This is because the voice assistants can’t teach children how to behave politely, because there is no need to say ‘please’ or ‘thank you’ or use a considerate tone of voice, Dr Arora said.

He noted: ‘The lack of ability to engage in non-verbal communication makes use of the devices a poor method of learning social interaction.

‘While in normal human interactions, a child would usually receive constructive feedback if they were to behave inappropriately, this is beyond the scope of a smart device.’

And while some research suggests the voice assistants can tackle loneliness among adults, this may not apply to children.

He noted: ‘This is particularly important at a time when children might already have had social development impaired as a result of Covid restrictions and when [they] might have been spending more time isolated with smart devices at home.’

Dr Arora noted that the devices benefit the population by providing quick information, assisting with daily actives and offering companionship to lonely adults.

But he called for ‘urgent research’ into the long-term consequence for children who interact with the tech.

He added: ‘Interacting with the devices at a crucial stage in social and emotional development might have long-term consequences on empathy, compassion, and critical thinking.’

But other experts hit back at the conclusions.

Dr Amy Orben, a brain scientist at the University of Cambridge, said: ‘This academic paper does not provide any novel evidence about the impact of voice assistants on children.

‘It is an opinion piece, and its argument rests largely on news reports and anecdotal evidence, citing extremely little scientific evidence.

‘Most concerns that are highlighted by this article are only backed up by news reports, and not by scientific evidence. Scientifically, little is known about the impact of voice assistants on children.

‘The impacts of voice assistants are probably mixed and very dependent on how they are used by children.’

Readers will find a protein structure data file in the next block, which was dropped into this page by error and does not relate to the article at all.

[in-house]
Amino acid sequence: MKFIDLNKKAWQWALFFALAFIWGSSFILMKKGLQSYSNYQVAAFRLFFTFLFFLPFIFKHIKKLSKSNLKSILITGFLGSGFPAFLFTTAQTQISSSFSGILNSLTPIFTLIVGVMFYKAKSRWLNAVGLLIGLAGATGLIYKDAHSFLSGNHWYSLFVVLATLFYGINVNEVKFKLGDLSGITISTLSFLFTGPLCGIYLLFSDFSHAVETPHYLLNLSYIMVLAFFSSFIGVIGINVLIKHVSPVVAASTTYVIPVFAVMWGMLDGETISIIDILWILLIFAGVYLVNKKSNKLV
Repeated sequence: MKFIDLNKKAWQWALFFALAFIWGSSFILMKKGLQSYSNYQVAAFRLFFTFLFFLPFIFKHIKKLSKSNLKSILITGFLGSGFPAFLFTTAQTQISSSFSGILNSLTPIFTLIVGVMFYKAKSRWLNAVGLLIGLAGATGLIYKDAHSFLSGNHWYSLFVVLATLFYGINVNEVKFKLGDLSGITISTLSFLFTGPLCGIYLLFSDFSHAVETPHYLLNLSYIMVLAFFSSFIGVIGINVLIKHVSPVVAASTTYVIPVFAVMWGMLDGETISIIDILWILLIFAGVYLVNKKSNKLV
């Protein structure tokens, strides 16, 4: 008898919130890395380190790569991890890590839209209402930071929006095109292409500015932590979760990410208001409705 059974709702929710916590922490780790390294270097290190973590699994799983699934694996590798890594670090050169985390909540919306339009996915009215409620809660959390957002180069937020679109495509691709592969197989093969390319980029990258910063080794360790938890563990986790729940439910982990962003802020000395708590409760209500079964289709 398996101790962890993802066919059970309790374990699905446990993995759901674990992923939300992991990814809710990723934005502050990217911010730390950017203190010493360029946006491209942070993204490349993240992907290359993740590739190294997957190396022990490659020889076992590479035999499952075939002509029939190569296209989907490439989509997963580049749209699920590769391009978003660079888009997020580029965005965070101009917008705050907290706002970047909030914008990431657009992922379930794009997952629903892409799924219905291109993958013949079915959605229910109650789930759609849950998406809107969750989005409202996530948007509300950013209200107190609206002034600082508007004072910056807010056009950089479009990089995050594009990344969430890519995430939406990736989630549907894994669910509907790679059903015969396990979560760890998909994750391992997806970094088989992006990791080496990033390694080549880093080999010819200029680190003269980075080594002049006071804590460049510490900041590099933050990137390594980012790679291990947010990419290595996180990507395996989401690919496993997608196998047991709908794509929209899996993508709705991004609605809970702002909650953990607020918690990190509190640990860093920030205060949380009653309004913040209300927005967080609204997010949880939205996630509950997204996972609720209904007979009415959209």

A spokesperson for Amazon said: ‘Alexa is designed to provide accurate and helpful information. 

‘Many of our customers have told us that Amazon Kids on Alexa, Echo Dot Kids and Kids Skills are helping their children, including those with autism and ADHD. 

‘Our Amazon Kids service on Alexa provides parental controls which help parents manage the ways their children interact with technology and serves age appropriate content. 

‘We also offer polite mode which encourages children to say “please” and “thank you” when speaking to Alexa. 

‘We believe voice technology will be a big part of the future and our goal is to provide an educational experience for kids combined with controls that give parents peace of mind.’

Voice assistant devices have previously come under fire after studies showed just how reliant children were on them.

One found that children speak to their Alexa, Siri or Google Home more than their grandparents.

Results from a survey of 1,200 six to 11-year-olds in the UK show that they youngsters use the devices every day — compared to speaking to their grandparents once every 10 days.

The same poll found that nearly three quarters admitted that they didn’t say ‘please’ or ‘thank you’ when speaking to the smart speakers.

And one in three said they turned to their device for answers rather than their parents. 

Additionally, parents have reported turning to the devices to read their children bedtime stories. 

Neuroscience and education experts have raised concerns that the tech risks becoming a ‘substitute for human interaction’.